I’m going to take a break from the narrative of this story for a moment to give everyone a snapshot of my “entourage.” These people have walked beside me from the beginning and it’s important to the story that I give you a little character development here. We will begin with my Dad. I have tried my entire life to escape it but in so many ways we are exactly alike. We are both determined, type A, always right, and stubborn as hell. As you can imagine we get along swimmingly. My Dad and I also share the same tenacity for life. We do something all the way or we don’t do it at all. When my Dad chose to become a parent he committed his life to his children. To provide, to nurture, and most importantly to protect them. His love is fierce.
(As many poor unsuspecting Mayo Clinic doctors, PAs, nurses, and volunteers now know…Sorry guys, we are all demanding and scary when something we love is threatened right?)
His love is fierce and so is his faith. My dad is deeply rooted in his church and from day one he mobilized an army of fellow parish members, prayer groups, church leaders, anyone who had five minutes to pray for me, he made sure they were. While I do have a relationship with God, mine is a little more fluid and less concrete that my Dad’s. He is what I guess some people might call a bible beater. For him religion is a one stop shop. If it’s in the book it must be right. There is good and evil, right and wrong, black and white. Sometimes I envied him for his stalwart position on the human soul. He always seemed to know where he stood with God. I, on the other hand, have no idea. My views are constantly changing and evolving with my human experience. I don’t think the Bible is a magical book that fell out of the sky and I don’t think Peter will be waiting for me outside some pearly gates with a list like a bouncer when I kick the bucket. I’m not sure how I feel about miracles or faith healing or sacraments or saints. I’ve seen too much evil to believe that God has it all under control. I do believe that things happen for a reason and that there is a plan and a purpose to our existence but if we are made in God’s image you have to think about the fact that he/she is like us. We drop the ball from time to time. Show up late to appointments, are too busy to listen, let phone calls roll through to voicemail. Being omnipotent seems like a pretty full time job. What if God needs a personal day?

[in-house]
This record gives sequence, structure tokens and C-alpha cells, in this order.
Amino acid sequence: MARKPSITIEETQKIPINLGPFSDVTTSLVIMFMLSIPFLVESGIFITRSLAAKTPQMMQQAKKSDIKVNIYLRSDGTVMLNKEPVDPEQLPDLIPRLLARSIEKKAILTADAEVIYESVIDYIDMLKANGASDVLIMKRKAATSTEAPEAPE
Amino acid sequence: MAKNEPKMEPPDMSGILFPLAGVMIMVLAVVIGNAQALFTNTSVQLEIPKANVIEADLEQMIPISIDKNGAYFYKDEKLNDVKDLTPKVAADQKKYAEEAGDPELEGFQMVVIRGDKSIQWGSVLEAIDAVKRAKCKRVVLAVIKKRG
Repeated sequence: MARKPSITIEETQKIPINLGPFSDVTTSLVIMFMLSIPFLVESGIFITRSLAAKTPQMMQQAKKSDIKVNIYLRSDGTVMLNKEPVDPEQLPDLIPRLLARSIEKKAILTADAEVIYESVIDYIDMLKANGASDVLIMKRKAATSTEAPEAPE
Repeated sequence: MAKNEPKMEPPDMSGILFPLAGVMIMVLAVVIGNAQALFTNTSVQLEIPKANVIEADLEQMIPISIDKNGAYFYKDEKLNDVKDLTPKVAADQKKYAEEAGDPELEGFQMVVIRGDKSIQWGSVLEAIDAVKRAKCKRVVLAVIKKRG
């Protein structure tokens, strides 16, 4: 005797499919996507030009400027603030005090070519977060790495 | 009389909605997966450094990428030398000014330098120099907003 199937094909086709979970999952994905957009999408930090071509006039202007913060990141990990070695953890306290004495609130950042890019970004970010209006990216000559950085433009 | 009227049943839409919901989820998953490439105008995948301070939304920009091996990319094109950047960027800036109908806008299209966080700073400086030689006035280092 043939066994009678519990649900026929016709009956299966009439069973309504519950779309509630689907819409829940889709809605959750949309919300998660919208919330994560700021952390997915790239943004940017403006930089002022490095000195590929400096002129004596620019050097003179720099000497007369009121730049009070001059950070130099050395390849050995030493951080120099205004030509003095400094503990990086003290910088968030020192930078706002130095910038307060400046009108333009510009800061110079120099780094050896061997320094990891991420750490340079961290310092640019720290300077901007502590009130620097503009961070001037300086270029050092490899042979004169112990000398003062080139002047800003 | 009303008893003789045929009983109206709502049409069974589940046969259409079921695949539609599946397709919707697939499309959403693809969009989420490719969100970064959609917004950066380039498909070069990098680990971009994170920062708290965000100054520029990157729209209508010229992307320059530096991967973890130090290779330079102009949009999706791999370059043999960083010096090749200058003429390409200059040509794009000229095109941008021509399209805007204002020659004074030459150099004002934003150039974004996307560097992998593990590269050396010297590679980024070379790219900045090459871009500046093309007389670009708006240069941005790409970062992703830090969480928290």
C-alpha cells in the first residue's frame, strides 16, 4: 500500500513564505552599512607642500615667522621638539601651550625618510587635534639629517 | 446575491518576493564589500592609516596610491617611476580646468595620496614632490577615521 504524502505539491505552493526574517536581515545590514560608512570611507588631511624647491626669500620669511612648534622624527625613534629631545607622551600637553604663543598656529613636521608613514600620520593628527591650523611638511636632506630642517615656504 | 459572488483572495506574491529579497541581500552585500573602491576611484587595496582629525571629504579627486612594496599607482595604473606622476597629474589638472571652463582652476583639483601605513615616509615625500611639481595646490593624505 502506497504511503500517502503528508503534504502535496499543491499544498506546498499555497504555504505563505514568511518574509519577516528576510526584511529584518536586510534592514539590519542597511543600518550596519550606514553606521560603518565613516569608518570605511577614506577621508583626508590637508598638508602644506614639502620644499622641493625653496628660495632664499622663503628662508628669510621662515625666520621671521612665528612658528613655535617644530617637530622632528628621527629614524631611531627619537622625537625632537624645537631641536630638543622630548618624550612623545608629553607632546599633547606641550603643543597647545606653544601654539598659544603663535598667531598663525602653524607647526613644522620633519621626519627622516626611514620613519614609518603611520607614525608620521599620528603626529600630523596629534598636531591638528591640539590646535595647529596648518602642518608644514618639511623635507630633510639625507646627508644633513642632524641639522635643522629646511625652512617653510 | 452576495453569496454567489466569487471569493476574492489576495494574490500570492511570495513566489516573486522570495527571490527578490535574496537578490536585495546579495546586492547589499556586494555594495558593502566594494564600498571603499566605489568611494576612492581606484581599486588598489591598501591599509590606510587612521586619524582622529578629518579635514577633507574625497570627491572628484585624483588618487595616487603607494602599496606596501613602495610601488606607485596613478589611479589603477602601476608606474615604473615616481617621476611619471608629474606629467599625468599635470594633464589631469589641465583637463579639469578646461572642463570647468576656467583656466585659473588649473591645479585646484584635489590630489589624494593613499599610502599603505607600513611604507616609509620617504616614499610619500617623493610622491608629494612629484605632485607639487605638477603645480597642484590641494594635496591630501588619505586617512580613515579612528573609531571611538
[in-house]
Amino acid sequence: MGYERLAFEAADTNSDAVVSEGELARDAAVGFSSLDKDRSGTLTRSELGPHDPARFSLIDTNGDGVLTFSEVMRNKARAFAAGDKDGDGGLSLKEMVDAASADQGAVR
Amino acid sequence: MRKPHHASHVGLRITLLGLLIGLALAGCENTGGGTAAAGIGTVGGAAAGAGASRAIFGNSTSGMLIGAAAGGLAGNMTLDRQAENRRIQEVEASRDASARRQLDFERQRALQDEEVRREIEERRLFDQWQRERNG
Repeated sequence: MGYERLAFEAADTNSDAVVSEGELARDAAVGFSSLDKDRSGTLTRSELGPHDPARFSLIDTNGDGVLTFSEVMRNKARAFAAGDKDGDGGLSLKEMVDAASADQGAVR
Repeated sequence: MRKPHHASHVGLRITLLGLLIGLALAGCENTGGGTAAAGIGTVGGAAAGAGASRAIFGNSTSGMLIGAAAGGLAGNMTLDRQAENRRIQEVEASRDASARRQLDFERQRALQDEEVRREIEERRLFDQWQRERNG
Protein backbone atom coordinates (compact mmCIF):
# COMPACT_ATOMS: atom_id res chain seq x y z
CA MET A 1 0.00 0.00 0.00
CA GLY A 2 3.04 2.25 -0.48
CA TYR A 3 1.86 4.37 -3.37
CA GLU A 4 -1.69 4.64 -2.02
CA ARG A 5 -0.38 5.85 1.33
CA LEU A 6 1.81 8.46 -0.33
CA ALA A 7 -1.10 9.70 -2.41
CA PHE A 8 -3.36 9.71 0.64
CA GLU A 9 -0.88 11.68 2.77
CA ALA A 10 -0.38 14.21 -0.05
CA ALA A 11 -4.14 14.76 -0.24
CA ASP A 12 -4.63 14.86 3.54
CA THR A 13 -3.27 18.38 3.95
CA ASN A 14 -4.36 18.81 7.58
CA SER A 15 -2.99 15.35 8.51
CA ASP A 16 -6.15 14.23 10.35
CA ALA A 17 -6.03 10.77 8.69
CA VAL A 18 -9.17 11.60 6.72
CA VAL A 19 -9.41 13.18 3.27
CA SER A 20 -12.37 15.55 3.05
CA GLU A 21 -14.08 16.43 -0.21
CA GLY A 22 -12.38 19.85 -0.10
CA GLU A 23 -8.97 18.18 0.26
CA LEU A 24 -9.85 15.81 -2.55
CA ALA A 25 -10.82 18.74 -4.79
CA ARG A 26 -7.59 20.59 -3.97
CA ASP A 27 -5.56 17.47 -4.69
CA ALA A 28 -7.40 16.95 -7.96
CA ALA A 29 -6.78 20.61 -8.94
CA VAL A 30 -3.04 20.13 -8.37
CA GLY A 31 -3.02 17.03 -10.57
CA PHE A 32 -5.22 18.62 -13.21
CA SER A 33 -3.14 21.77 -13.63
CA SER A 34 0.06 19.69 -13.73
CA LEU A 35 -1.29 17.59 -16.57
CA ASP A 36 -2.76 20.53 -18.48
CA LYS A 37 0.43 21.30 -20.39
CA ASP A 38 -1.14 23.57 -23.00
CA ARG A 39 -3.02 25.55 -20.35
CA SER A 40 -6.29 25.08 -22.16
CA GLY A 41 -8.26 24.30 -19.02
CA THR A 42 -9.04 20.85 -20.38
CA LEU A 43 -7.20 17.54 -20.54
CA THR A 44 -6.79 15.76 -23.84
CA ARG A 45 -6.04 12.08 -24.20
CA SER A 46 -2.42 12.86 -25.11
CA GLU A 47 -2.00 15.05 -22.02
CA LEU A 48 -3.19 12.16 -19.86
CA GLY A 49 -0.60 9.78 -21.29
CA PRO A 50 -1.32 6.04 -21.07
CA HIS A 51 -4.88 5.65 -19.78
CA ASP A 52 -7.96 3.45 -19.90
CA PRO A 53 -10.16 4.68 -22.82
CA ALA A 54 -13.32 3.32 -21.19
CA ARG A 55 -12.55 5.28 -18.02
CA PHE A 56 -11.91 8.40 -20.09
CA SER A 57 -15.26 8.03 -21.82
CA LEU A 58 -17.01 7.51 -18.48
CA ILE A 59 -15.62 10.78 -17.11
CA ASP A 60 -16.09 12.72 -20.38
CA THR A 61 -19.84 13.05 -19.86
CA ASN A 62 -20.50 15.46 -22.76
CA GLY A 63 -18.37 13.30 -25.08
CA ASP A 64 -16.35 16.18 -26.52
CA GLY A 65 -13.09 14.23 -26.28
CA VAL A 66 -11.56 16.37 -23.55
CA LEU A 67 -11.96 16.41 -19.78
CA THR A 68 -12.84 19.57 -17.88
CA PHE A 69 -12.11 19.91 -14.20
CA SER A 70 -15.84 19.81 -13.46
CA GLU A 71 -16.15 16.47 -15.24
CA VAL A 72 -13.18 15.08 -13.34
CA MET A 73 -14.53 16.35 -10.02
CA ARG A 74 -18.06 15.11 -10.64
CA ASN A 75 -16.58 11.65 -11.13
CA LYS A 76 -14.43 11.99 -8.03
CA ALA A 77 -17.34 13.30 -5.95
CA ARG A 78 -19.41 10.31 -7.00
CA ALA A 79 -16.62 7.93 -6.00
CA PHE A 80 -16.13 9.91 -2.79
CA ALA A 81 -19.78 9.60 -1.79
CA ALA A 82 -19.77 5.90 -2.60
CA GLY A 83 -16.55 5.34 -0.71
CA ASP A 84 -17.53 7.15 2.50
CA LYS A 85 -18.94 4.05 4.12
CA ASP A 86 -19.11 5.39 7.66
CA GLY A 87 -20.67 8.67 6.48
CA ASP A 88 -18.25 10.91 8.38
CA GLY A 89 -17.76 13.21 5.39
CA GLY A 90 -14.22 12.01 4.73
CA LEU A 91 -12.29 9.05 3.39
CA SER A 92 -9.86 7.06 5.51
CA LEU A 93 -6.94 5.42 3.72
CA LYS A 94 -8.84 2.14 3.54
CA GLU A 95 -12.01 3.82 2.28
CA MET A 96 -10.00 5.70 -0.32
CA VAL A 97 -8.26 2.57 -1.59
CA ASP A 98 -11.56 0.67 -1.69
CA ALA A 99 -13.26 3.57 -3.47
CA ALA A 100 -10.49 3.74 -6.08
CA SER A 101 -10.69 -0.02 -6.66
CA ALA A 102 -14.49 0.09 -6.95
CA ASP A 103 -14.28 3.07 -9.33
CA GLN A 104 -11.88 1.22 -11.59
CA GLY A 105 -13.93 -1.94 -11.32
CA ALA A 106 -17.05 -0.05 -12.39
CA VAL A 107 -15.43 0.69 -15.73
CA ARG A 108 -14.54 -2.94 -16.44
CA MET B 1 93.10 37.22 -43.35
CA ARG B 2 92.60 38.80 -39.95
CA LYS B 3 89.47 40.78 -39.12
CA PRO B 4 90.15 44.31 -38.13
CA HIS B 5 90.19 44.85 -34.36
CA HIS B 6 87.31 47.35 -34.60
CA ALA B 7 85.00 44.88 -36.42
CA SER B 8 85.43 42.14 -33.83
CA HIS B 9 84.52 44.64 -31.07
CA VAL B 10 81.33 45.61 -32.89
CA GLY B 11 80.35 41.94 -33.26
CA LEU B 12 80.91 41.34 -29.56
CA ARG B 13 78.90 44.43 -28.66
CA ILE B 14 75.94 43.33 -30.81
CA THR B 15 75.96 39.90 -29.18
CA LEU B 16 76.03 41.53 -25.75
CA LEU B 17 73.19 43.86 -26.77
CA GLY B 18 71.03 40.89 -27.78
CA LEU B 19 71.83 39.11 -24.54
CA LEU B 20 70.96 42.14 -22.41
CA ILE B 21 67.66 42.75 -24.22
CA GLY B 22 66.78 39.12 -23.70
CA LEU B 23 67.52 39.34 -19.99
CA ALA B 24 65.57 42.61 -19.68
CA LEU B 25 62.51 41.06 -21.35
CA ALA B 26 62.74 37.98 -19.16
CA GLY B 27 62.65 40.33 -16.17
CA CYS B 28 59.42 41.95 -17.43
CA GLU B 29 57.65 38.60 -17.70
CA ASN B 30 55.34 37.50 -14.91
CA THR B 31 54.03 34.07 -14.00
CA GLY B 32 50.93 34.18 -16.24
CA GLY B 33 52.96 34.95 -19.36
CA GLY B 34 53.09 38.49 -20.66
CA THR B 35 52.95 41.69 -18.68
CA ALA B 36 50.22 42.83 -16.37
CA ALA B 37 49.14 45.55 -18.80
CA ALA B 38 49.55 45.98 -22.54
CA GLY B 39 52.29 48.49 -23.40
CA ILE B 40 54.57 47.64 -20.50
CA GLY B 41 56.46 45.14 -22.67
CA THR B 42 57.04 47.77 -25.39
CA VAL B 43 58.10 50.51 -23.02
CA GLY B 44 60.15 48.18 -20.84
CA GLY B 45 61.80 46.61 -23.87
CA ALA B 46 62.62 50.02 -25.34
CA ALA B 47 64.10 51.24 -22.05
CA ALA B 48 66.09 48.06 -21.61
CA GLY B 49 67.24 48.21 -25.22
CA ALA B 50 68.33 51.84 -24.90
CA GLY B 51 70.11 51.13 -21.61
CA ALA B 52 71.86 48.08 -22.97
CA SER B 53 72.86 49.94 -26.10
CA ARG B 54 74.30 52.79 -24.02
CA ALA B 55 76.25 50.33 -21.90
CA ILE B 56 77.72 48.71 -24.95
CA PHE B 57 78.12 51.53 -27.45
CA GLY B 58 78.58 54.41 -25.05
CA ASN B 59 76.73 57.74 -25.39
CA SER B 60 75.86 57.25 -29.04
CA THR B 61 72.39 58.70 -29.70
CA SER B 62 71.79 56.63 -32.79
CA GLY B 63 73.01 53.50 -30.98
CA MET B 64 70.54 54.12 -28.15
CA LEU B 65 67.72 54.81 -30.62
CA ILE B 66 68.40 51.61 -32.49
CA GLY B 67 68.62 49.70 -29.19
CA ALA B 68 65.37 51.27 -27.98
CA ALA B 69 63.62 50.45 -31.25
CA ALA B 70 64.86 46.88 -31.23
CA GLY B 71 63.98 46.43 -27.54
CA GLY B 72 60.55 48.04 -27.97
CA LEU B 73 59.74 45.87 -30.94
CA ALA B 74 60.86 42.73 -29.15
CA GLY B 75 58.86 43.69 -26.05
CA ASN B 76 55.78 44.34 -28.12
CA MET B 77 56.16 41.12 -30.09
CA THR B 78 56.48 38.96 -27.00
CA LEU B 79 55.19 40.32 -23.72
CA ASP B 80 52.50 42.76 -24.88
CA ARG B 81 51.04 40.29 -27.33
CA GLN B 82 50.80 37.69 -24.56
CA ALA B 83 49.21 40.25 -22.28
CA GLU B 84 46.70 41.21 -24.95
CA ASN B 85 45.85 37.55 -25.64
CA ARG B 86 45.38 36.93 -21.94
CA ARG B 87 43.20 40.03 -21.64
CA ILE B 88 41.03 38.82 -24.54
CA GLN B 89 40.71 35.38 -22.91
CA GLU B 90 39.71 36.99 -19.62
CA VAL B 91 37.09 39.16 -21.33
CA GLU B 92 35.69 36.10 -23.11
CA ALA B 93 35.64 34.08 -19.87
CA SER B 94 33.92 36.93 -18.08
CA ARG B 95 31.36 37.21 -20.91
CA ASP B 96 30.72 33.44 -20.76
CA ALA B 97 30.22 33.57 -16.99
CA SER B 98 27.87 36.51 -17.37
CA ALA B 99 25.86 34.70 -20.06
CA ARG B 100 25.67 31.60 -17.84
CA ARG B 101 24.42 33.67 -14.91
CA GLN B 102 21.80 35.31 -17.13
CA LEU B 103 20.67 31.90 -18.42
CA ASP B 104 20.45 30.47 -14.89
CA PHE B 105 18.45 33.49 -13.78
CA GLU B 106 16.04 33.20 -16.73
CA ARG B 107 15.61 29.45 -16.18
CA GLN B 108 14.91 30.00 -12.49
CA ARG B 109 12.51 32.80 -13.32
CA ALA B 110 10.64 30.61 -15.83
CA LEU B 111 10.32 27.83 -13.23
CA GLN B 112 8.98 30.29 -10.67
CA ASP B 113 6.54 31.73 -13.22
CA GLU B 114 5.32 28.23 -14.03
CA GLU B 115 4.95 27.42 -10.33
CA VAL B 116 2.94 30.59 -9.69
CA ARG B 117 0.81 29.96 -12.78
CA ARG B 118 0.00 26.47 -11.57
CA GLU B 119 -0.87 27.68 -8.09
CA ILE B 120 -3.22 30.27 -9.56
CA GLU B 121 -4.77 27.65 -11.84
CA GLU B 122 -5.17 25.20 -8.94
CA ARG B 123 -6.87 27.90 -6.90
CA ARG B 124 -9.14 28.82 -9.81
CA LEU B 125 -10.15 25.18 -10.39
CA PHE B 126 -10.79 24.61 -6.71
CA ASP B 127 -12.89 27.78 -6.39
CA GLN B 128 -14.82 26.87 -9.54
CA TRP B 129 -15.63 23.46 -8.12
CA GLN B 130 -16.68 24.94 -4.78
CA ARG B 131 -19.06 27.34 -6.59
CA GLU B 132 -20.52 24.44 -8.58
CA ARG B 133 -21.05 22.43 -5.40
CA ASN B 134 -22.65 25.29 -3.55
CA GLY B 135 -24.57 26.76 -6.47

As I said earlier my Dad does not believe in these things. He believes in the power of prayer and its ability to heal. On the day of my first surgery he placed a blanket on my lap as I waited for the prep nurse to finish asking me the multitude of ridiculous questions about my state of mind. “How are you feeling? Anxious? Excited?” Why on earth would I be excited to have someone remove a tumor from inside my head? Anyway, the blanket was not just for warmth. Hidden in its folds was a piece of paper with a list of names written on it. A LOT of names. These names were of people who had taken the time to quiet their minds, take this fabric in their hands, and pray to God for my safety and health. As I ran my shaking fingers over the folds I remembered something that I had learned in a middle school science class (thanks Mrs. Davin!). Energy is never destroyed, it simply changes form.
If this were a movie, the blanket probably would have softly glowed with the transient energy of all those positive thoughts and prayers that had been transferred into its fibers as people had touched it and concentrated on me and a successful surgery. In reality it was still just a blanket but the idea of people I did not even know taking the time and energy to simply think of me made me feel more hopeful. And maybe that’s all any of us needs to survive. A little hope.
I wrapped that blanket around myself and continued to answer the nurse’s questions about whether I had slept well the night before a surgery where there was a risk of extensive bleeding. It may not have been an invisibility cloak that would allow me to slink out of that hospital and pass death unseen but that morning I shrouded myself in the prayers and positive thoughts of others.
I wrapped myself in hope. (Trust me, it covers more than the hospital gown)